LeBron James getting his second ring as the 2013-2014 NBA season is about to start reminds me of his inappropriate comment in 2007, when he said he was unsure how he would react if he knew one of his teammates was gay. “We’re on the bus together and we talk about a lot of things and if you’re not trustworthy, like admitting you’re gay, you can’t be trusted. It’s a trust factor,” he was quoted as saying, in reaction to former NBA player John Amaechi coming out.
I didn’t just root for Dallas a few years ago because I wanted LeBron James to lose in the finals and be denied a ring. I realized the prick needed to do some self reflection and show some empathy and understanding towards a highly marginalized and stigmatized portion of society.
He needed to (and probably STILL NEEDS TO) realize other people’s life decisions and actions don’t necessarily revolve around his narrow minded and balding ass point of view.
People don’t just come out because being gay and knowing they are gay is a crime and should be confessed or revealed due to trust factors. People have to time when and how they come out, and if they should come out. Situations vary widely, and people come out for all sorts of reasons, but mainly because it is to finally acknowledge who they are, despite the pressures and ramifications of doing so in a society geared towards keeping the status quo and rigid binary of old outdated traditions.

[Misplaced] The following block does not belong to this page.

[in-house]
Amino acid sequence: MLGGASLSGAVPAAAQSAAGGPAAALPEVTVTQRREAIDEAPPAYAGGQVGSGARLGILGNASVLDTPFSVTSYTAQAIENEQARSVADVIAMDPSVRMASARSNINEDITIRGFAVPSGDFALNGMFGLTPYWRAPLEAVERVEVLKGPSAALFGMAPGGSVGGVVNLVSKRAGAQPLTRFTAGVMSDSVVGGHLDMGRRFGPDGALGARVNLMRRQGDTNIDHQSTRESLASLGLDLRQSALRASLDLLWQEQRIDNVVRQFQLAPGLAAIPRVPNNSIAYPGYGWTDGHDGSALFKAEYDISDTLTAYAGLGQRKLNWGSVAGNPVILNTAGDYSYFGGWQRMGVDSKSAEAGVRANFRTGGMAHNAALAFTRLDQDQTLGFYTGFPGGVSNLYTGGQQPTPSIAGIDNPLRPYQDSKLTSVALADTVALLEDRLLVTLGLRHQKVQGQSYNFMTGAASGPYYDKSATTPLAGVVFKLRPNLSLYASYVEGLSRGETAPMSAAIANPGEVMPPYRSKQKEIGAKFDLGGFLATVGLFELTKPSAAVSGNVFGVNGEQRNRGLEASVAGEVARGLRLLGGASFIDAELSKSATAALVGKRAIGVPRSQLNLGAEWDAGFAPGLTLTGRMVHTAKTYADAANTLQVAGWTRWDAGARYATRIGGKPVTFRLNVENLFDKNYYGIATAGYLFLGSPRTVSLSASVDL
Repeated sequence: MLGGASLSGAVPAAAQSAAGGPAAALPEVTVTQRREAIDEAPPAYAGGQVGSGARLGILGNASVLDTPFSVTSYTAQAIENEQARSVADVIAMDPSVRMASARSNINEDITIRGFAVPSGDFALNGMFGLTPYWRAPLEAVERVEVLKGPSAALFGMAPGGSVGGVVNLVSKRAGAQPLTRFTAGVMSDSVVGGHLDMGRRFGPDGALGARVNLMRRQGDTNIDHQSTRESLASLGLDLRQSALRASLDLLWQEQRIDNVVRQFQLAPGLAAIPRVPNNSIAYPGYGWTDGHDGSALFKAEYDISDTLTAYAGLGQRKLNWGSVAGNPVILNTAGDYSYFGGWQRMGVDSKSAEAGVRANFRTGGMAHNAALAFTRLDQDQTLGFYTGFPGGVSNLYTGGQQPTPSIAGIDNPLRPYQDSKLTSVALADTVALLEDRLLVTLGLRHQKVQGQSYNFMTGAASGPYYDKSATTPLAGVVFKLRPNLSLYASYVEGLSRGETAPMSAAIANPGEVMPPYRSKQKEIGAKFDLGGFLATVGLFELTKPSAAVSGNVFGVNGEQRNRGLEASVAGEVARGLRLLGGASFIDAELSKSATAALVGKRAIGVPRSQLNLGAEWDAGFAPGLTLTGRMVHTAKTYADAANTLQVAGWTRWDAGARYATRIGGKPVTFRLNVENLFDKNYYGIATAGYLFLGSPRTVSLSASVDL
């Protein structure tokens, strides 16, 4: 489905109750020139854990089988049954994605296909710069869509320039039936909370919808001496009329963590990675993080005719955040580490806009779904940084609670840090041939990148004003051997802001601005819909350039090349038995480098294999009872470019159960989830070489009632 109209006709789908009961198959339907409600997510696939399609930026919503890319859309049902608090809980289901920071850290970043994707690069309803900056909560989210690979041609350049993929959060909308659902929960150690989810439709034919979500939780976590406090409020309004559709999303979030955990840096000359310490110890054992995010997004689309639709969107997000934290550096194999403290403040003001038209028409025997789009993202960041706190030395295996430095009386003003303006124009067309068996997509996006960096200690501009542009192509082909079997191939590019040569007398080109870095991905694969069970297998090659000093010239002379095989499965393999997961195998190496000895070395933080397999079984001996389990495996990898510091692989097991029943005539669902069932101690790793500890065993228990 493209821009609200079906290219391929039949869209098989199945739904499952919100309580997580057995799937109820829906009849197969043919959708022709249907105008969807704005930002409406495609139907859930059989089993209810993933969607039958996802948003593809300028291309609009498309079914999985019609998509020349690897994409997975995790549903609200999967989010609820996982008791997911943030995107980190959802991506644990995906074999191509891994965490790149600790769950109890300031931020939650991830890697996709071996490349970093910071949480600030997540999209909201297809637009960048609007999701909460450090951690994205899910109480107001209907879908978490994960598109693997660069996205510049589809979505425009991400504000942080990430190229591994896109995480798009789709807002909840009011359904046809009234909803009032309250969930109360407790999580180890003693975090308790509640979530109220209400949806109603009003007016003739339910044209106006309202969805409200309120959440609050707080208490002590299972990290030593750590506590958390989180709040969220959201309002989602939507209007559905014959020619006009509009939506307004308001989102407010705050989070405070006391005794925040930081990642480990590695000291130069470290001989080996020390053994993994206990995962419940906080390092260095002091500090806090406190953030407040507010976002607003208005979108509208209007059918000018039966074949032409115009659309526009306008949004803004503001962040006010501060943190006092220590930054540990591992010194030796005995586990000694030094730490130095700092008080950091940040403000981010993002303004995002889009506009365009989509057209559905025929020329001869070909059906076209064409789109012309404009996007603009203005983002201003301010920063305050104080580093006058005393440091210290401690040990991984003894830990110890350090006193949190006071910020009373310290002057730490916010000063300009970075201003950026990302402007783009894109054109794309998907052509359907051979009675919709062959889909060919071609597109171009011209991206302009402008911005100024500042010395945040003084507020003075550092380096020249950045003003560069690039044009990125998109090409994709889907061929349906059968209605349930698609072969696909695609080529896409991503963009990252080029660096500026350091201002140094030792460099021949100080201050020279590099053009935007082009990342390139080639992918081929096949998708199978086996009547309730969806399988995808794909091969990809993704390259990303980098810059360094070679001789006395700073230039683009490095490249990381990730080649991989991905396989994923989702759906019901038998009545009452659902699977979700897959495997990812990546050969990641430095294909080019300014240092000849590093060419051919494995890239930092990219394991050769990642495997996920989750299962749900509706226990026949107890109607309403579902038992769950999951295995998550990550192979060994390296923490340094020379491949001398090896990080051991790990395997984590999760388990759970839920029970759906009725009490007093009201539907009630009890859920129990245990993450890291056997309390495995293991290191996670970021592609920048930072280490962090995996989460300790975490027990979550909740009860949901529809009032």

The way he said it was very similar to equating coming out and being gay to being an ex-con or criminal. As if on your first date, you are supposed to tell someone about all your personal details, otherwise you aren’t deemed “trustworthy.”
Then LeBron said, recently after Jason Collins came out, that “I think it’s very strong of him. I think it’s very noble of him. I got the utmost respect for Jason and for whatever he wants to do.”
Although it’s nice to see someone of his star power give Jason Collins and the GLBT community a big push in the right direction, I doubt he truly felt sincere about what he said. It just seems like he’s saying that to please the crowd and masses, and I don’t truly believe he feels that way in his heart. He’s too full of himself and his beliefs. And although it’s merely speculation, I think his comment stems from the direct consequence of being booed so hard and despised by many when he made his decision to go to the Miami Heat, that he realized it was better this time around to say something much less controversial.
Someone who scoffed and laughed at Dirk Nowitzki when he had a cold in the NBA Finals and refused to shake Dwight Howard’s hand after losing in the Eastern Conference Finals isn’t someone who embraces differing viewpoints with open arms, especially if those differing viewpoints don’t coincide with his own agenda and judgments.
Go work on your free throws, and shut the fuck up LeBron. No one cares what you think.